The COVID-19 pandemic further complicates a global fight to end female genital cutting.
Test-tube studies suggest the South African coronavirus variant might be able to escape antibodies roused by vaccines.
In northern Kenya, researchers are working to prevent a dangerous coronavirus – Mers – from jumping from camels to humans again. But climate change is making their job more difficult.
The Guinea-Bissau government is poised to lift a moratorium on logging. Forestry officials and conservationists say they fear a return to rampant overharvesting of rosewood and other valuable species.
To those who have suffered at the hands of Local Defense Units (LDUs) in Uganda, coronavirus has been a threefold pandemic: first, coronavirus itself, but also human rights abuses and lack of justice.
We learn about the global collaborations taking place and hear from the individuals working to avoid the next pandemic.
Scientists and experts talk about how human activity has caused disease in the past, and how we’re creating more opportunities every day for a spillover.
Leading scientists discuss the diseases they focus their time and effort on, and why they might cause the next pandemic.
These exotic species have been favored to the detriment of native species.
The Congo Basin contains the world's second-largest rainforest, crucial for regulating the world's climate. Inside it, a plan to halt the forest's decline is bearing fruit.
Village water purification stations built to reduce waterborne diseases provide an existing solution for communities in Menoufia governorate in the fight against COVID-19.
Presented as a panacea to insecurity in urban areas, Local Defense Unit (LDU) soldiers in Uganda were at the forefront of human rights abuses during the implementation of coronavirus curfews and restrictions.
Out of fear, hope, or desperation, millions of women around the world migrate each year in search of new lives.
Why do tens of thousands of women leave Ethiopia to work in the Middle East as domestic help? What happens when they return home traumatized and in need of mental health care?
The people of Deng Deng used to survive by gathering, hunting and fishing. But with a new dam and the government forbidding them to enter the National Park, they have been forced into brutal lifestyle changes.
This project involves cross-border reporting in the Democratic Republic of Congo, Uganda, and Rwanda.
COVID-19 is leading to a rise in child marriages by families desperate for economic help in developing countries.
Drivers using the Uber app are drowning in the debt that they took on to work with the company—to the point that their work is essentially indentured servitude.
The province of North Kivu has always been praised for its reforestation policy and could be the first Congolese region to benefit from a carbon credit. This reforestation effort is primarily made up of eucalyptus trees.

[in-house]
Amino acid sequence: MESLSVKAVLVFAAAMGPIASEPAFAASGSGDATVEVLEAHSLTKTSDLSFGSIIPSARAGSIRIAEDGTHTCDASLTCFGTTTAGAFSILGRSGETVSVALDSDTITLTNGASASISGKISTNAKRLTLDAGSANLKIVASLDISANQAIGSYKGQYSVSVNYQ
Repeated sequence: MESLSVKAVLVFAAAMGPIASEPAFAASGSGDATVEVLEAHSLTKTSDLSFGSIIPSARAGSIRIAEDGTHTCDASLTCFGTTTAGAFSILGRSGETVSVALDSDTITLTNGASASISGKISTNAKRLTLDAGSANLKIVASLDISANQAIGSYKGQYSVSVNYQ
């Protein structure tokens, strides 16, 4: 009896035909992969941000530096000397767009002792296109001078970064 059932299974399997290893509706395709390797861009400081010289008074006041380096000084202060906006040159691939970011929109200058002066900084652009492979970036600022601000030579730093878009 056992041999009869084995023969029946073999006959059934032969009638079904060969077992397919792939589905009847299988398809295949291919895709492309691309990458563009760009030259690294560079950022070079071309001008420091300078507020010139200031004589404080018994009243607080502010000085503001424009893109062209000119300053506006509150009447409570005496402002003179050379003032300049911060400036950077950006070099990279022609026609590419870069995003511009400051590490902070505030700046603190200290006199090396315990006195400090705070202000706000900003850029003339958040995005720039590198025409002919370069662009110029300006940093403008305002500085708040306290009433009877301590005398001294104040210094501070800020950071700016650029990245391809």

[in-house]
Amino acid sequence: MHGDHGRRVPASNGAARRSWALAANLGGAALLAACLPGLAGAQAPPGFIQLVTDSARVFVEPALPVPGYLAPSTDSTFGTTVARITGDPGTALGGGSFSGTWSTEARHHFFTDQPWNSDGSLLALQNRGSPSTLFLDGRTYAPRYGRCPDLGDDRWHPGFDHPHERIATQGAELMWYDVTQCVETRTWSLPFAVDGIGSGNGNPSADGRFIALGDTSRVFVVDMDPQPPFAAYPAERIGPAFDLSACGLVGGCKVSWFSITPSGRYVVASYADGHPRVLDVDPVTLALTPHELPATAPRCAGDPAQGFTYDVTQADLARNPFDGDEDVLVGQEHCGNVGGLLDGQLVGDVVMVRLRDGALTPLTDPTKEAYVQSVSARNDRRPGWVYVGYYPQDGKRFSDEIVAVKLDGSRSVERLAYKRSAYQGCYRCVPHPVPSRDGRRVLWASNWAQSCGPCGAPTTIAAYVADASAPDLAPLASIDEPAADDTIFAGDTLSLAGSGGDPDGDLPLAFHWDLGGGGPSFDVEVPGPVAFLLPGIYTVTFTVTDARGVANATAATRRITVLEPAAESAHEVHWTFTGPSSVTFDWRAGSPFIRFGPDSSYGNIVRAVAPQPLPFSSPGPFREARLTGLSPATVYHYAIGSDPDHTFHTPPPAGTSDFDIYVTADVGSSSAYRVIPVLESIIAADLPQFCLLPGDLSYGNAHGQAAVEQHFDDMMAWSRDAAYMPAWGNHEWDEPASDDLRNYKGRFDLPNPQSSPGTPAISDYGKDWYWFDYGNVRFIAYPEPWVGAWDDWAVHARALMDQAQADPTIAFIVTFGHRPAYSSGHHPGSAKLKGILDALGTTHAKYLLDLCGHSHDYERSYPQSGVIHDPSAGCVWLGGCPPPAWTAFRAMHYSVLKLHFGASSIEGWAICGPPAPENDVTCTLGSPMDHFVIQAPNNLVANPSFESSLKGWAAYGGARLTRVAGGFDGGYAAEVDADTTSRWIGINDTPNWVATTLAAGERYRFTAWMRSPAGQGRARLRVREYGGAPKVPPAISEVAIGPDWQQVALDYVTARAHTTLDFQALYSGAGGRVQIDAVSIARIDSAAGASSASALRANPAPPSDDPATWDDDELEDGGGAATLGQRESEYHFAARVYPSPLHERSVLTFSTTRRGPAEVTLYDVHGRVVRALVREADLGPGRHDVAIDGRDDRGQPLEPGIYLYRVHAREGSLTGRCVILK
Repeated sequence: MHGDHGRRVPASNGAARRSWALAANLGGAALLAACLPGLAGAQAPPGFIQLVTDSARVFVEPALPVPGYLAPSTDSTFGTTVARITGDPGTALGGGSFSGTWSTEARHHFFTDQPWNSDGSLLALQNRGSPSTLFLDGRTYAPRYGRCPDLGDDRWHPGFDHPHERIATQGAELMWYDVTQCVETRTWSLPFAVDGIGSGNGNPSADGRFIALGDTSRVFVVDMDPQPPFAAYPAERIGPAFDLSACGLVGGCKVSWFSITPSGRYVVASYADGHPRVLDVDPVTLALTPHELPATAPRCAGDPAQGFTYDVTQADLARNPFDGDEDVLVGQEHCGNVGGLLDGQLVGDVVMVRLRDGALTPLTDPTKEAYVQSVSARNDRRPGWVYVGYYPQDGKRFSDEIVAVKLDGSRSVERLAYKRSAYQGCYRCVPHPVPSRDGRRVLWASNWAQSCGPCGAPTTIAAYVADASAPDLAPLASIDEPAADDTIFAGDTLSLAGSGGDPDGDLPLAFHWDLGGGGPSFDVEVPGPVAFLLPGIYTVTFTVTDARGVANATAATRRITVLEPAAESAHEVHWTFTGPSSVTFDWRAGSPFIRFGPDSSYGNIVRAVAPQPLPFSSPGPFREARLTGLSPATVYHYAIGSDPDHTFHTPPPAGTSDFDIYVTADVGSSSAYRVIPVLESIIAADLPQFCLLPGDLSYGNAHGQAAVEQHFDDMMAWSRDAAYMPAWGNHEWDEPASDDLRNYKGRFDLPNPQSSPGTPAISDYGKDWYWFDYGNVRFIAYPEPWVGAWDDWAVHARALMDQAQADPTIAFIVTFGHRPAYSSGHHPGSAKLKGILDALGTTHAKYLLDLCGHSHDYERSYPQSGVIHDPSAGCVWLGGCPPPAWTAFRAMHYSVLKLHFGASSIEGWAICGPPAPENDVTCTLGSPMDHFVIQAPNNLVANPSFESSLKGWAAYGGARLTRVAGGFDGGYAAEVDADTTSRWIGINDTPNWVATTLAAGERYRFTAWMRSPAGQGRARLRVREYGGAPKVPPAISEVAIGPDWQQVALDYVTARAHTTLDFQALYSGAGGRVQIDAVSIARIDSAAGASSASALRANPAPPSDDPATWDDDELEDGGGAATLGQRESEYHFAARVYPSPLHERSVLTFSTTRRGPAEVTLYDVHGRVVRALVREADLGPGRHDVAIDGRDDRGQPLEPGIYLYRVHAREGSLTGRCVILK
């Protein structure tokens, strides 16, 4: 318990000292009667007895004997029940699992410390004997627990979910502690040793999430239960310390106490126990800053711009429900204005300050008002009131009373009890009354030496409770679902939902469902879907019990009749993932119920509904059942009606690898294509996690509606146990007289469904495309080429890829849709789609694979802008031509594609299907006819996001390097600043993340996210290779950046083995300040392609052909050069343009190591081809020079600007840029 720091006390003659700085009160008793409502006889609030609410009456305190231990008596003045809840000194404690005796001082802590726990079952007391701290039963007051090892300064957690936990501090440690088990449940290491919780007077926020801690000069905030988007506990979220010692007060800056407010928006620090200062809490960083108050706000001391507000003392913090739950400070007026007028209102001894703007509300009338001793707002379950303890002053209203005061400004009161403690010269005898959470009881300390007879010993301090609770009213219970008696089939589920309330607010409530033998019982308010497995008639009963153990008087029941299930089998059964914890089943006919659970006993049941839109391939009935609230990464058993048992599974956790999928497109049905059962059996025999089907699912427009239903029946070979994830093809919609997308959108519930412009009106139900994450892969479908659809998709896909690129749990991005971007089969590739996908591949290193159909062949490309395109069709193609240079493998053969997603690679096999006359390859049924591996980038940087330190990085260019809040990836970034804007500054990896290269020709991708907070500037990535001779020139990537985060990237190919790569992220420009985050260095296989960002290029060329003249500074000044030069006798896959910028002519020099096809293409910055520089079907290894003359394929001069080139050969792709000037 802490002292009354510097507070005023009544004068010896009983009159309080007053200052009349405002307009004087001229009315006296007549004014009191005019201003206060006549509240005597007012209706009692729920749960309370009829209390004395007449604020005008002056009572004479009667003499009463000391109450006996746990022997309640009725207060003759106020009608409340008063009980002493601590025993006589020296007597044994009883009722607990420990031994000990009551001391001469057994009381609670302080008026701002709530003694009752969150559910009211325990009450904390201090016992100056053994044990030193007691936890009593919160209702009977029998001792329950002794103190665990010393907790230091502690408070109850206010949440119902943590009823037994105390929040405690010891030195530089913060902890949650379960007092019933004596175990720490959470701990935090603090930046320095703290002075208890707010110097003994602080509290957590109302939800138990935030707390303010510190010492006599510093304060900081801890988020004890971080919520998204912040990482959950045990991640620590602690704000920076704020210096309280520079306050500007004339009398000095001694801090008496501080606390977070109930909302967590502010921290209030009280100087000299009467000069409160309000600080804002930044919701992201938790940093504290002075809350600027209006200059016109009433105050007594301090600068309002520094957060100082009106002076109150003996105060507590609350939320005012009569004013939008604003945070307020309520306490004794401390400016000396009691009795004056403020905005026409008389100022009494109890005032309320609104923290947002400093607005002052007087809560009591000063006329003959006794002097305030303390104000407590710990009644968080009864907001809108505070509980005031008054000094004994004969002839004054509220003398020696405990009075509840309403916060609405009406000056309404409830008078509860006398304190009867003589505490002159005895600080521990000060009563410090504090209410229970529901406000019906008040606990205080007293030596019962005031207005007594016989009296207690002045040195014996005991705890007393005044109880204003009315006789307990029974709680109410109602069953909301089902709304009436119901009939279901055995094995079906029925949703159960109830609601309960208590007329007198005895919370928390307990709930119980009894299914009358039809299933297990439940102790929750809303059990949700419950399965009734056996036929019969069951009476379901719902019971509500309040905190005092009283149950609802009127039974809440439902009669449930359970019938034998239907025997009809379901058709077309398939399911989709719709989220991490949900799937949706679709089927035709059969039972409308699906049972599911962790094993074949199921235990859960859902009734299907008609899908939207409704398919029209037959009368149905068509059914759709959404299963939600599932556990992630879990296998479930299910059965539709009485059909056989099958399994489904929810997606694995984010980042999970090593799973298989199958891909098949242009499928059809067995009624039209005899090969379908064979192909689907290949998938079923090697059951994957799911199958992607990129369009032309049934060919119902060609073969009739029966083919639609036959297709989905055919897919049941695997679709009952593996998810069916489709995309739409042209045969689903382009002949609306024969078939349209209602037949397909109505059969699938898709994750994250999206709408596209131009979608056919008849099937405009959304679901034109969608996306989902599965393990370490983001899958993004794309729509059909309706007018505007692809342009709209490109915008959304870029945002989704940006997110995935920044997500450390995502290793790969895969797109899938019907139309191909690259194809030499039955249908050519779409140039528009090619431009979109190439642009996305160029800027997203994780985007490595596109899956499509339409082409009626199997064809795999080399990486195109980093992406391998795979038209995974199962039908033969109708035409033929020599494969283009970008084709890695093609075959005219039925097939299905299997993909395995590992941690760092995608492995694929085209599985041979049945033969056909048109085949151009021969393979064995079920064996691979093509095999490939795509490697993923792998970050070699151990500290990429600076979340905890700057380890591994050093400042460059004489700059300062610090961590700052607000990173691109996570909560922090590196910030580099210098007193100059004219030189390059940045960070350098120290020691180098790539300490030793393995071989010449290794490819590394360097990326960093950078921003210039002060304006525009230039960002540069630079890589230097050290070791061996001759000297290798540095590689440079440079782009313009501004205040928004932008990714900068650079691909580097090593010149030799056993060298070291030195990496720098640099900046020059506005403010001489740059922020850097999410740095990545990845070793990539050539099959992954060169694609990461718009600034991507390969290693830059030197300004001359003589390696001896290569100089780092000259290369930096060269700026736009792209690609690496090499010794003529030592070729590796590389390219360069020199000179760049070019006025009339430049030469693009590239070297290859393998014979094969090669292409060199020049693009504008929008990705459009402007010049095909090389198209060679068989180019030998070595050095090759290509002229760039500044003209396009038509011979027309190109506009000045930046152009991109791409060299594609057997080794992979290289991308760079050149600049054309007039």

Since 2017, more than 600,000 trees have already been planted in Yangambi. But how can these forests be protected in the face of a population that uses them to meet its needs?
Likouala is known for its wealth of honey. But the honey harvesters, mostly the indigenous Baka people, still resort to fire or tree cutting. These ancestral techniques cause enormous damage to bees and their habitat.
A Nobel Peace Prize winner, a refugee crisis, and the future of the Horn of Africa.
Woodlands comprise almost 90% of Tanzania's forests. In Miombo, tobacco farming impacts these landscapes and nearby communities.
Eliza Barclay explains how the Vox reporting team focuses on key superpowers of three tree species in three rainforests to convey their unique ecological roles and the urgency of protecting the them.
The Democratic Republic of the Congo experienced the second largest Ebola outbreak in history. Journalist Amy Maxmen and photographer John Wessels report on challenges in the response.
Stroke is the world's second-leading killer. An innovative program to train neurologists in Zambia hopes to turn the tide of the disease.
Esther Ruth Mbabazi discusses her reporting project on "Nodding Syndrome," a neurological condition affecting over 2100 children in Northern Uganda.
Hugh Kinsella Cunningham reports on a hidden health crisis in the Democratic Republic of Congo: snakebites.
“What Went Wrong?” is a citizen journalism project that focuses a critical lens on failed foreign aid interventions.
Journalist Adaobi Tricia Nwaubani, inspired by her own family history, examines the modern discrimination of descendants of slaves in Nigeria.